You’ve probably heard that you need to include all of your assets in your will or trusts. While this is mostly true, there’s an important exclusion to this rule. You shouldn’t ever include assets that have a payable-on-death designation in your estate plan.
A payable-on-death designation means that the asset will automatically transfer to the named person when you pass away. Financial institutions utilize this type of designation so they can get accounts to the beneficiary after the account holder dies. It’s sometimes referred to as a Totten trust.
What should you know about payable-on-death designations?
You probably took care of the payable-on-death designation when you started the account. This doesn’t provide the person with access to the account while you’re alive. Instead, they will have to provide your death certificate in order to access the account.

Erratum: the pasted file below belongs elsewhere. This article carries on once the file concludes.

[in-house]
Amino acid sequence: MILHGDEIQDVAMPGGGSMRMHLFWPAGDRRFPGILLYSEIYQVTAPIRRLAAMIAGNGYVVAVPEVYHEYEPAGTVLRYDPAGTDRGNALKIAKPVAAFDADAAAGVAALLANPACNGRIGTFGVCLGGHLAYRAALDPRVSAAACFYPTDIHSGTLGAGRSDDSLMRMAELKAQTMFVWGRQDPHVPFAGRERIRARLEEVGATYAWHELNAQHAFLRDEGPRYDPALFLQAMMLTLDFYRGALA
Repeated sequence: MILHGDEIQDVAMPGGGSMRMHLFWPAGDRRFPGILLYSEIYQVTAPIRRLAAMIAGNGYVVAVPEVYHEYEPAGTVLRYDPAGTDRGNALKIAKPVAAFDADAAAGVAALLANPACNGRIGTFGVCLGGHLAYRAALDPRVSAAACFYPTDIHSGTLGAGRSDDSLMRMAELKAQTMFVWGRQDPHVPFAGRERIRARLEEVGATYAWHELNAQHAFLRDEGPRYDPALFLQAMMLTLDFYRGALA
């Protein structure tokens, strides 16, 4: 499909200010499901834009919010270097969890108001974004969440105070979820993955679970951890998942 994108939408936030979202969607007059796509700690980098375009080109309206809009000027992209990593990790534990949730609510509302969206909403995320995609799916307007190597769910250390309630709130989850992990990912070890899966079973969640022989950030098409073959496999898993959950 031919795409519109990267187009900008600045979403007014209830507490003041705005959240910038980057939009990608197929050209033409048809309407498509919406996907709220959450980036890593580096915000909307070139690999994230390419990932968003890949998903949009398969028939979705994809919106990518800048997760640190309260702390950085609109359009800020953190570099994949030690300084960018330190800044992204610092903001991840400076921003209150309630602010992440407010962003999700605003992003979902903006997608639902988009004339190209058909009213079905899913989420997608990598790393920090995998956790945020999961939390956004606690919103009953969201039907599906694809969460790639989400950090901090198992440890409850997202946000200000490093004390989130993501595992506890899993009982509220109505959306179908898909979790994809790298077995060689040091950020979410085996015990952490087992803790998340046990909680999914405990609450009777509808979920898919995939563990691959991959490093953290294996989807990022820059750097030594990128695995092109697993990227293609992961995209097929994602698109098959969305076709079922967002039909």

You can’t include these accounts in your estate plan because it can cause problems if you do. If the estate plan and the Totten trust designation don’t match exactly, it can cost your heirs and beneficiaries a lot of time and money.
For example, your estate plan says your checking account goes to your Aunt Sue but the payable on death designation at the bank says it goes to Cousin Helen. The bank will give the account to Cousin Helen, but then the estate may have to also provide Aunt Sue with the equivalent of the account. This would make everyone else’s shares of the estate smaller.
Having a comprehensive estate plan is crucial for all adults. Making sure you take the time to consider how your plan will impact your heirs and beneficiaries is a priority. You can work with someone familiar with situations like yours so you know you’ve done things in the way that’s best for everyone involved.